FIGS. 9–16 illustrate and describe specific embodiments of the invention by which cash-less transactions are permitted. In general, each of these embodiments comprises a specific implementation of the apparatus described above and illustrated in FIGS. 5 and 7.

Hopper Interface to the Gaming Machine

Referring to FIGS. 9 and 10, there is illustrated a method and apparatus for configuring a gaming machine 10 to permit a player to be paid a payout, cashout or the like in a manner other than with cash, in accordance with an embodiment of the invention.

As described in some detail above, gaming machine 10 includes a coin hopper 20 from which winnings are paid, and coins returned, such as when a player cashes out. The hopper 20 includes a control interface which operates as follows. When a machine 10 cashes a player out or pays out winnings, firmware associated with the game machine control (such as the illustrated processor 12) calculates how many coin/tokens that need to be dispensed from the hopper 20. At this point, a motor is activated which controls the hopper 20. The processor 12 samples an input sensor which changes states as coins are being ejected from the hopper. The sensor toggles one time for each coin that is dispensed from the hopper 20. The processor 12 continues to activate the motor on until all of the coins/tokens, for that cash out, have been dispensed by the hopper 20.

In one or more embodiments of the invention, the output drive signal is intercepted. Using this intercepted signal, with compatible hardware, such as the SMIB I/O controller 28, the SMIB 28 can detect when the gaming machine 10 is dispensing coins/tokens from the hopper 20. In addition, the SMIB 28 can provide an output signal to the hopper control which simulates or emulates the dispensing coins/tokens from the hopper 28. When the hopper motor “on” signal is detected, the SMIB 28 toggles (such as by electric signal input) the input sensor at the required specification until the machine 10 turns the motor signal off. Once this is done, the amount that was cashed out is the number of toggles, required to turn the hopper motor signal off, times the currency value of the coin/token. This currency value can then be paid to the player in an alternative form, such as by credit onto a magnetic stripe card or other forms of coded cards, tickets and the like.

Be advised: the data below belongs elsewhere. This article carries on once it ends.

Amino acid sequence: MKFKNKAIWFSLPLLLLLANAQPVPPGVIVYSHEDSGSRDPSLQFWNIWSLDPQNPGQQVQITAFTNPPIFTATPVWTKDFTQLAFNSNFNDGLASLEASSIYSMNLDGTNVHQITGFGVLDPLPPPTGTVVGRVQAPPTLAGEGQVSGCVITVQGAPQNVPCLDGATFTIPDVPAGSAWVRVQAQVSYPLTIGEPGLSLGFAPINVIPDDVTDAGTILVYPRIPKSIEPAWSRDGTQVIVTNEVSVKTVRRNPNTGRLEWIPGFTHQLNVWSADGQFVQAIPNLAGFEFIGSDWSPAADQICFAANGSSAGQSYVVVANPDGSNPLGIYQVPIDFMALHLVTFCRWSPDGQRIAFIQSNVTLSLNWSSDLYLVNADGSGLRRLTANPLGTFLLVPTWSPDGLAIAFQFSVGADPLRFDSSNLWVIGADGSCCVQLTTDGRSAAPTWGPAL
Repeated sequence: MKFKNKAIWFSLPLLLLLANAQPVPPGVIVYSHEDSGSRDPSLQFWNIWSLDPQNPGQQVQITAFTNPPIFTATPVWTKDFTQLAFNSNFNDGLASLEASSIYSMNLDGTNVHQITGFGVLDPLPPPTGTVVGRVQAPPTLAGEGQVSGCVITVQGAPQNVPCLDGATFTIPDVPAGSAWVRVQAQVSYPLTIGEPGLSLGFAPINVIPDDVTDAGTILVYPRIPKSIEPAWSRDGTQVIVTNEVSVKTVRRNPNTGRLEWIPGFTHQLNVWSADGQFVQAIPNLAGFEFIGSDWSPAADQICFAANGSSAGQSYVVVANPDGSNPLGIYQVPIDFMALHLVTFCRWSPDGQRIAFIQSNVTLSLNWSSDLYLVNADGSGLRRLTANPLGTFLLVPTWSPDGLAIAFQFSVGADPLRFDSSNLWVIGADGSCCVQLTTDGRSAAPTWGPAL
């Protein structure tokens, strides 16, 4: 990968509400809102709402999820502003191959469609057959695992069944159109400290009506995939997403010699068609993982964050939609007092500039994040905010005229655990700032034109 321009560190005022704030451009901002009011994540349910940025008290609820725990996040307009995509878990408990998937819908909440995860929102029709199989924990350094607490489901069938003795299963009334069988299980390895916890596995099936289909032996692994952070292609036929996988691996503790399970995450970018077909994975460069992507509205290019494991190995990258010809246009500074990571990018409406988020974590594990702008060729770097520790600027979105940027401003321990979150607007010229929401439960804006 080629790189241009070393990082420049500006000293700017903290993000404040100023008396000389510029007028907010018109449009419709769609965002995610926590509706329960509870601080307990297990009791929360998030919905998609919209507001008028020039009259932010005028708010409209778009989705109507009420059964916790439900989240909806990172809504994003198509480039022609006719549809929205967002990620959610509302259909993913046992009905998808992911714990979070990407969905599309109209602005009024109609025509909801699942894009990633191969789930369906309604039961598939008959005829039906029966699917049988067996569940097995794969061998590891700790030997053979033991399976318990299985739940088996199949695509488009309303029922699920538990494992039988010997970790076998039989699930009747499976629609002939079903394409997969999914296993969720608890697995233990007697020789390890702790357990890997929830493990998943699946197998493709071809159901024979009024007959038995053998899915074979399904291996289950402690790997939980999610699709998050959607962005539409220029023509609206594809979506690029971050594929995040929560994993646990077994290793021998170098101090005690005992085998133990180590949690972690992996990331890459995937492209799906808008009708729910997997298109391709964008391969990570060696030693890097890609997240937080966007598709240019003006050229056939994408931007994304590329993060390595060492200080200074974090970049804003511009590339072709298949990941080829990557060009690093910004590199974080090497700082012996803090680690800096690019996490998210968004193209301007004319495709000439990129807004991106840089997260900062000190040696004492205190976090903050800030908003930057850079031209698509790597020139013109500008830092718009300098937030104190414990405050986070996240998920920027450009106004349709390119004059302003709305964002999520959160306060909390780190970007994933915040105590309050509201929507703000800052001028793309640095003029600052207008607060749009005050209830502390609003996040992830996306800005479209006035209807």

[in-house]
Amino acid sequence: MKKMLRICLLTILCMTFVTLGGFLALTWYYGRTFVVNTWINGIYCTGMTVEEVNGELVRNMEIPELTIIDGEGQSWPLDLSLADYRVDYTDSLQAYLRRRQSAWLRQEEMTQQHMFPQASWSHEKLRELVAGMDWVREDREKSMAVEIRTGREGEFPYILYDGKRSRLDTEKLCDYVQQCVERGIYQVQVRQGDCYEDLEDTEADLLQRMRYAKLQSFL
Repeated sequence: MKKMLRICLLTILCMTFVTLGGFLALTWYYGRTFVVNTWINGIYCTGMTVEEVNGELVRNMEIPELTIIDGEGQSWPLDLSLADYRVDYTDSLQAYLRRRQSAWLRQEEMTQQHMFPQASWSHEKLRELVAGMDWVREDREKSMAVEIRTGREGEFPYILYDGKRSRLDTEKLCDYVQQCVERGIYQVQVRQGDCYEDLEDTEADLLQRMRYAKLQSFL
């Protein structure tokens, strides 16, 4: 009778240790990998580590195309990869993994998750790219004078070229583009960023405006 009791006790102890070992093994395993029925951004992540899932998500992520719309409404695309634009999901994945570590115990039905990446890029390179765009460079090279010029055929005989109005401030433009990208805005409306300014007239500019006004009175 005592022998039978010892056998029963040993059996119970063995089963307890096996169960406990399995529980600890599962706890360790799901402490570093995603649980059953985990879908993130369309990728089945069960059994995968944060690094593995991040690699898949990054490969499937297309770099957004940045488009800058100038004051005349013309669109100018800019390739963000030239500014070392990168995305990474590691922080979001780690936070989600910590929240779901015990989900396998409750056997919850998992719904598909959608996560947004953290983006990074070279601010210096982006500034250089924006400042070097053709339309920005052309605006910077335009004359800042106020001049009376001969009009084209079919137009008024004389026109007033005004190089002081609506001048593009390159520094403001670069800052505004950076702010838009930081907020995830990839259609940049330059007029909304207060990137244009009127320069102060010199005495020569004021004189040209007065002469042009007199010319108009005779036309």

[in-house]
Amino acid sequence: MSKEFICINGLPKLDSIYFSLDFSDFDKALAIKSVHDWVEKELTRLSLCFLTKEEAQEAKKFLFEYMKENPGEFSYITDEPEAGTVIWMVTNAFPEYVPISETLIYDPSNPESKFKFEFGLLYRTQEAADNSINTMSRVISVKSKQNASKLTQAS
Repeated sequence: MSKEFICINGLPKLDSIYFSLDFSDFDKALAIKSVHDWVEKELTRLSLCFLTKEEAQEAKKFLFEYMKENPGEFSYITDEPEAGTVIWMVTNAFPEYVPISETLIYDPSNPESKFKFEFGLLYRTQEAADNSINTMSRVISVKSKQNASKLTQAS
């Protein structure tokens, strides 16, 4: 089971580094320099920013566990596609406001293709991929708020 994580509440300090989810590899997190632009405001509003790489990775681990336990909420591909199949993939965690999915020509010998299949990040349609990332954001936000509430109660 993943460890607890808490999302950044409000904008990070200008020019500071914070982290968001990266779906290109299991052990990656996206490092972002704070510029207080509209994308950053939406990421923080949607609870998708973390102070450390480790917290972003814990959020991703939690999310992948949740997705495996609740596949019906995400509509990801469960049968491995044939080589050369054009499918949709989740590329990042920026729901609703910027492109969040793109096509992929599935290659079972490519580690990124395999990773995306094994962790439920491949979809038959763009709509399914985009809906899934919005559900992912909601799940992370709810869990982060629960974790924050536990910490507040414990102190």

Coin Acceptor Interface to the Gaming Machine

Referring to FIGS. 11 and 12, there is illustrated a method and apparatus for configuring a gaming machine 10 to permit a player to pay in a form other than with cash in accordance with an embodiment of the invention.

Gaming machines 10 often are arranged to accept payment with coins only. These gaming machines 10 include a coin acceptor 18 into which the player deposits the coins or tokens. The coin acceptor interface has one or more input signals (depending on the type of coin acceptor) and output signals to divert coins. When a coin is dropped into the coin acceptor 18 these input signals change states. The firmware within the gaming machine 10 has an algorithm that it runs over the sampled inputs to detect valid coins. When the valid coin inserted criteria is met, the machine's 10 firmware adds one credit to the credit meter 46. If the criteria is not met, the firmware turns the diverter on to reject the coin.

In one or more embodiments of the invention, the input coin signals are intercepted. Using the intercepted signals, with compatible hardware, such as the SMIB I/O controller 28, the SMIB 28 can toggle the coin input signals to simulate coins falling through the coin acceptor 18 on the gaming machine 10. By intercepting the coin output signal, the SMIB 28 can sample the drive signal to the diverter to verify that the coin has been added to the credit meter 14 on the machine. The amount of money that is added to the machine 10 will equal the number of accepted simulated coins times the current value of the coin/token.

Bill Acceptor Interface to the Gaming Machine

Referring to FIGS. 13 and 14, there is illustrated a method and apparatus for configuring a gaming machine 10 to permit a player to pay in a form other than with paper currency using a bill validator 22 in accordance with an embodiment of the invention.